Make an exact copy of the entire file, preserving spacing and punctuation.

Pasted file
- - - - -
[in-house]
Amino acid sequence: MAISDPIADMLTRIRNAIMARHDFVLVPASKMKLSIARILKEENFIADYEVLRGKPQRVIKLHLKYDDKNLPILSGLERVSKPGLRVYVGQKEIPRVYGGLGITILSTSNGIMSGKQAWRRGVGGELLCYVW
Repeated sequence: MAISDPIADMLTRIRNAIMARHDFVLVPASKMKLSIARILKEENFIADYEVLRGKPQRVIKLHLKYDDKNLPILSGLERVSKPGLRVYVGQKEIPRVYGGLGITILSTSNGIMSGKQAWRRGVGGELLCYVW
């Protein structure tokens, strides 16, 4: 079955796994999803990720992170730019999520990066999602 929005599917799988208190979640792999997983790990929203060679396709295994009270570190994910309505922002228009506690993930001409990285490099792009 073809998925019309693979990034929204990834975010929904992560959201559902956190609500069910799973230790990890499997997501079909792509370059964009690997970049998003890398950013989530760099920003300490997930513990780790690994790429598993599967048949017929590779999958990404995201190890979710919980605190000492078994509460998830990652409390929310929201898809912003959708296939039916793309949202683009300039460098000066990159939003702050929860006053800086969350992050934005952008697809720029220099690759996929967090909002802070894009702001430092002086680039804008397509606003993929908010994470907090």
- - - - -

[in-house]
Amino acid sequence: MAISDPIADMLTRIRNAIMARHDFVLVPASKMKLSIARILKEENFIADYEVLRGKPQRVIKLHLKYDDKNLPILSGLERVSKPGLRVYVGQKEIPRVYGGLGITILSTSNGIMSGKQAWRRGVGGELLCYVW
Repeated sequence: MAISDPIADMLTRIRNAIMARHDFVLVPASKMKLSIARILKEENFIADYEVLRGKPQRVIKLHLKYDDKNLPILSGLERVSKPGLRVYVGQKEIPRVYGGLGITILSTSNGIMSGKQAWRRGVGGELLCYVW
């Protein structure tokens, strides 16, 4: 079955796994999803990720992170730019999520990066999602 929005599917799988208190979640792999997983790990929203060679396709295994009270570190994910309505922002228009506690993930001409990285490099792009 073809998925019309693979990034929204990834975010929904992560959201559902956190609500069910799973230790990890499997997501079909792509370059964009690997970049998003890398950013989530760099920003300490997930513990780790690994790429598993599967048949017929590779999958990404995201190890979710919980605190000492078994509460998830990652409390929310929201898809912003959708296939039916793309949202683009300039460098000066990159939003702050929860006053800086969350992050934005952008697809720029220099690759996929967090909002802070894009702001430092002086680039804008397509606003993929908010994470907090």